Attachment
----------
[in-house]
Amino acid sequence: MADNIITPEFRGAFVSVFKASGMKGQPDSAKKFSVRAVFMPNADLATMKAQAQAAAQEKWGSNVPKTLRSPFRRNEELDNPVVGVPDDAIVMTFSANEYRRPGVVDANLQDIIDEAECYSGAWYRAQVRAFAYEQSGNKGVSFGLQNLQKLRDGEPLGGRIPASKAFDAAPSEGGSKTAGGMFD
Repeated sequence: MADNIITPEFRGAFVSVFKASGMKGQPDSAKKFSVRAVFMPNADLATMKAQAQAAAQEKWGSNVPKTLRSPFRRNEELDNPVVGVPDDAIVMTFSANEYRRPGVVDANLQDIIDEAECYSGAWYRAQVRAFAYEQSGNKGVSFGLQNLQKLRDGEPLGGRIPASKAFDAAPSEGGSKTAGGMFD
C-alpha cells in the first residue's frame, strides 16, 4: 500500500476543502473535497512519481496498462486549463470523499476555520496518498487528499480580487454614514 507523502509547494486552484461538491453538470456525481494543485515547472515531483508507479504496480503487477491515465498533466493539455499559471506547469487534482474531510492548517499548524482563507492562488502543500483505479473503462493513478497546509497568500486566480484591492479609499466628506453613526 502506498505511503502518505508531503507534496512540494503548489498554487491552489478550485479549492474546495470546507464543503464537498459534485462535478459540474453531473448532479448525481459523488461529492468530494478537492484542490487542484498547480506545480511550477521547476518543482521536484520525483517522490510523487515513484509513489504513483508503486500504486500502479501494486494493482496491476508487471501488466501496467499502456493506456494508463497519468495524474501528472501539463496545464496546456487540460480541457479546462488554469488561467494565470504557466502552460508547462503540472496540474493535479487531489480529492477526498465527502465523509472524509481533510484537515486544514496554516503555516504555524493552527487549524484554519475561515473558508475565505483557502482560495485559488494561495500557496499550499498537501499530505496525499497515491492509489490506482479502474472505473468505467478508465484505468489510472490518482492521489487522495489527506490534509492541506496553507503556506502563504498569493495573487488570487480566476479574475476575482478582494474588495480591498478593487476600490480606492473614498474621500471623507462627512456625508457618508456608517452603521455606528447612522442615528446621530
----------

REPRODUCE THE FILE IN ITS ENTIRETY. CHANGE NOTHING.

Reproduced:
[in-house]
Amino acid sequence: MADNIITPEFRGAFVSVFKASGMKGQPDSAKKFSVRAVFMPNADLATMKAQAQAAAQEKWGSNVPKTLRSPFRRNEELDNPVVGVPDDAIVMTFSANEYRRPGVVDANLQDIIDEAECYSGAWYRAQVRAFAYEQSGNKGVSFGLQNLQKLRDGEPLGGRIPASKAFDAAPSEGGSKTAGGMFD
Repeated sequence: MADNIITPEFRGAFVSVFKASGMKGQPDSAKKFSVRAVFMPNADLATMKAQAQAAAQEKWGSNVPKTLRSPFRRNEELDNPVVGVPDDAIVMTFSANEYRRPGVVDANLQDIIDEAECYSGAWYRAQVRAFAYEQSGNKGVSFGLQNLQKLRDGEPLGGRIPASKAFDAAPSEGGSKTAGGMFD
C-alpha cells in the first residue's frame, strides 16, 4: 500500500476543502473535497512519481496498462486549463470523499476555520496518498487528499480580487454614514 507523502509547494486552484461538491453538470456525481494543485515547472515531483508507479504496480503487477491515465498533466493539455499559471506547469487534482474531510492548517499548524482563507492562488502543500483505479473503462493513478497546509497568500486566480484591492479609499466628506453613526 502506498505511503502518505508531503507534496512540494503548489498554487491552489478550485479549492474546495470546507464543503464537498459534485462535478459540474453531473448532479448525481459523488461529492468530494478537492484542490487542484498547480506545480511550477521547476518543482521536484520525483517522490510523487515513484509513489504513483508503486500504486500502479501494486494493482496491476508487471501488466501496467499502456493506456494508463497519468495524474501528472501539463496545464496546456487540460480541457479546462488554469488561467494565470504557466502552460508547462503540472496540474493535479487531489480529492477526498465527502465523509472524509481533510484537515486544514496554516503555516504555524493552527487549524484554519475561515473558508475565505483557502482560495485559488494561495500557496499550499498537501499530505496525499497515491492509489490506482479502474472505473468505467478508465484505468489510472490518482492521489487522495489527506490534509492541506496553507503556506502563504498569493495573487488570487480566476479574475476575482478582494474588495480591498478593487476600490480606492473614498474621500471623507462627512456625508457618508456608517452603521455606528447612522442615528446621530